Bellone’s plea also comes off the back of horrific financial reports, including that the U.S. gross domesticproduct has suffered a 32.9 percent shrinkage in the second quarter of 2020. The deadline for the additional $600 added on to unemployment will run out by the end of this week. While a House of Representatives bill would restore that, among other pandemic benefits, the Senate has proposed a replacement $200 on top of unemployment checks. Senate Republicans have not yet proposed a comprehensive plan to update coronavirus relief, which includes money toward local governments hard hit by the pandemic.

Suffolk has already frozen salaries for management, embargoed funds from various departments and utilized resources from the tax stabilization reserve fund, which has resulted in $100 million in mitigation. The county executive said they are looking at other things they can do to cut costs at a local and state level.

The county executive said without such federal relief, Suffolk will need to start slashing several departments that many needy depend on and would result in higher taxes on already overburdened Long Islanders who have suffered months of job losses and belt tightening.

And as school districts release plans this week for reopening in the fall, many are still unsure if they will receive the state aid promised to them in this year’s New York State budget. Gov. Andrew Cuomo (D) has said state aid may need to be cut at a point toward the end of this year if they do not receive any federal disaster relief.

“Schools putting their plans in place, and they’re doing that in an environment if they don’t know they’ll have the funding to do everything they need to do for our kids,” Bellone said.  “We need [Senate Majority Leader Mitch McConell (R)] to step forward and agree to a comprehensive plan here, give us the resources we need to get through this storm.”

Though the county files a budget in mid-September, Bellone said they can’t wait until then to get relief.

“Schools are weeks away from opening, we need a comprehensive package that faces all the challenges we face right now,” he said.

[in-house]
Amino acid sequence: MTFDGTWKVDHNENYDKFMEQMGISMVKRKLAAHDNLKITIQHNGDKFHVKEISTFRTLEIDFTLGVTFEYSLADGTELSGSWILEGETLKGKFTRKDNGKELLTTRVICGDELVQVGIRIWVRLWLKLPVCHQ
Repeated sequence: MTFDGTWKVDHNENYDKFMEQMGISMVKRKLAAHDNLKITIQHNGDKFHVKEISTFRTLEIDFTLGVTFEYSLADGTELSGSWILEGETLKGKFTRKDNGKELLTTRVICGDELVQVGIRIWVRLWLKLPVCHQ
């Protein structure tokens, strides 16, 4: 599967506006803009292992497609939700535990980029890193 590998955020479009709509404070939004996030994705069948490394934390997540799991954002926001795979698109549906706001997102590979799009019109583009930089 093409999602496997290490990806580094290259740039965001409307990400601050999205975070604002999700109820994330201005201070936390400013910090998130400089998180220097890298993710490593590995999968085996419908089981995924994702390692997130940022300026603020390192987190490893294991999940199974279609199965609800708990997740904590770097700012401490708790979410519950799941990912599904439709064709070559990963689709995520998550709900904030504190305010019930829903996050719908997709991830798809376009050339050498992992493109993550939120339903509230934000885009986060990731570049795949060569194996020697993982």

The pandemic has also created a crisis beyond the over 2,000 people dead from the virus in Suffolk County. Bellone said the number of suicide hotline calls are up 100 percent compared to pre-pandemic levels. COVID-19 has meant a huge increase in demand for food-service based programs, such as Meals on Wheels which has seen a 60 percent increase in demand, according to the county exec.

The potential for another wave of COVID is still on the table, Bellone said, saying that Suffolk feels like it is “in the eye of the storm,” whereas the rest of the country has seen severe spikes in the number of coronavirus cases. If a second wave does hit the county, it could result in

“We’ve been hit as hard as you can get hit and still be standing,” Bellone said. “We know swirling all around us the storm is raging.”

Bellone said Suffolk will need to be communicating with school districts as “[COVID-19] cases inevitably happen in our schools.”

Viral Numbers

Suffolk County is currently looking at 43,170 positive cases overall, and in the last 24 hours the county has seen 86 new positive cases.. This is out of 6,247 tests conducted, putting the county at a 1.4 positive test rate. The positive test rate has fluctuated around 1 percent for the past few weeks.

19,127 people have tested positive for antibodies, meaning they had the virus.

Hospitalizations have hovered around the mid to low 40s over the past week, and over the past day it dipped to 38. Bellone said it was the first time since March that new hospitalizations were in the 30s.

Meanwhile, five more people have occupied ICU beds over the past day to a total of 15 in Suffolk. With 3,020 beds in Suffolk andwith 772 currently available, it makes Suffolk’s capacity at 74 percent. As far as ICU beds, the county has 395, with 147 available, meaning a 53 percent capacity.

Over the past four days, Suffolk has experienced no deaths related to COVID-19.

Bellone said while the percentage capacity of available beds is higher than the state’s goal of 70 percent, he is not worried as the number has fluctuated as more people have willingly entered the hospital for non-COVID related injuries or ailments.

The southern pine beetle has been spotted in the Rocky Point Pine Barrens Preserve. Photo by Giselle Barkley

Suffolk County Executive Steve Bellone (D) and the county Legislature agreed to withdraw a resolution that would have diverted money from the land preservation program over a three-year period to help to close the county’s budget gap.